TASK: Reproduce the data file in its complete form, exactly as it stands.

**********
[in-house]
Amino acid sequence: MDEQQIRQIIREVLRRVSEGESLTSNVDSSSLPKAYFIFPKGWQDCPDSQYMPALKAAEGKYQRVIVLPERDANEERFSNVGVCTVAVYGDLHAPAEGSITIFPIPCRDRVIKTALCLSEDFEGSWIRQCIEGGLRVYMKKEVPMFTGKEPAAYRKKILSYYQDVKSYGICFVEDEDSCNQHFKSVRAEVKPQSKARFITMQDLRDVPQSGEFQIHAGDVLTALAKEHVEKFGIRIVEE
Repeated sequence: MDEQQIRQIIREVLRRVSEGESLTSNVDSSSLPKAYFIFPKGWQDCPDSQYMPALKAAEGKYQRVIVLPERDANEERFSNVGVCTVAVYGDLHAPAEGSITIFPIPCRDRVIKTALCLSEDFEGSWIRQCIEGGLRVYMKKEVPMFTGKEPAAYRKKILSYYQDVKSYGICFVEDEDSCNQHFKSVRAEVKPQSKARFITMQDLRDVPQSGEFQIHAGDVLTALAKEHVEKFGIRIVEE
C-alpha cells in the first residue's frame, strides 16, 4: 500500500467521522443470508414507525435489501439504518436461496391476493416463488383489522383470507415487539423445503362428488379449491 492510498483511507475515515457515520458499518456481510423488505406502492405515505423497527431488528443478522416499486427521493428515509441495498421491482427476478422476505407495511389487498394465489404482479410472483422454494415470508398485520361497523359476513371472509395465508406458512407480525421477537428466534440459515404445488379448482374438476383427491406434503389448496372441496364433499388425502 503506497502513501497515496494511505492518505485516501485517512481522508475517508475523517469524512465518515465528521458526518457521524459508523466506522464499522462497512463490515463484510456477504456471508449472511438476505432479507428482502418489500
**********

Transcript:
[in-house]
Amino acid sequence: MDEQQIRQIIREVLRRVSEGESLTSNVDSSSLPKAYFIFPKGWQDCPDSQYMPALKAAEGKYQRVIVLPERDANEERFSNVGVCTVAVYGDLHAPAEGSITIFPIPCRDRVIKTALCLSEDFEGSWIRQCIEGGLRVYMKKEVPMFTGKEPAAYRKKILSYYQDVKSYGICFVEDEDSCNQHFKSVRAEVKPQSKARFITMQDLRDVPQSGEFQIHAGDVLTALAKEHVEKFGIRIVEE
Repeated sequence: MDEQQIRQIIREVLRRVSEGESLTSNVDSSSLPKAYFIFPKGWQDCPDSQYMPALKAAEGKYQRVIVLPERDANEERFSNVGVCTVAVYGDLHAPAEGSITIFPIPCRDRVIKTALCLSEDFEGSWIRQCIEGGLRVYMKKEVPMFTGKEPAAYRKKILSYYQDVKSYGICFVEDEDSCNQHFKSVRAEVKPQSKARFITMQDLRDVPQSGEFQIHAGDVLTALAKEHVEKFGIRIVEE
C-alpha cells in the first residue's frame, strides 16, 4: 500500500467521522443470508414507525435489501439504518436461496391476493416463488383489522383470507415487539423445503362428488379449491 492510498483511507475515515457515520458499518456481510423488505406502492405515505423497527431488528443478522416499486427521493428515509441495498421491482427476478422476505407495511389487498394465489404482479410472483422454494415470508398485520361497523359476513371472509395465508406458512407480525421477537428466534440459515404445488379448482374438476383427491406434503389448496372441496364433499388425502 503506497502513501497515496494511505492518505485516501485517512481522508475517508475523517469524512465518515465528521458526518457521524459508523466506522464499522462497512463490515463484510456477504456471508449472511438476505432479507428482502418489500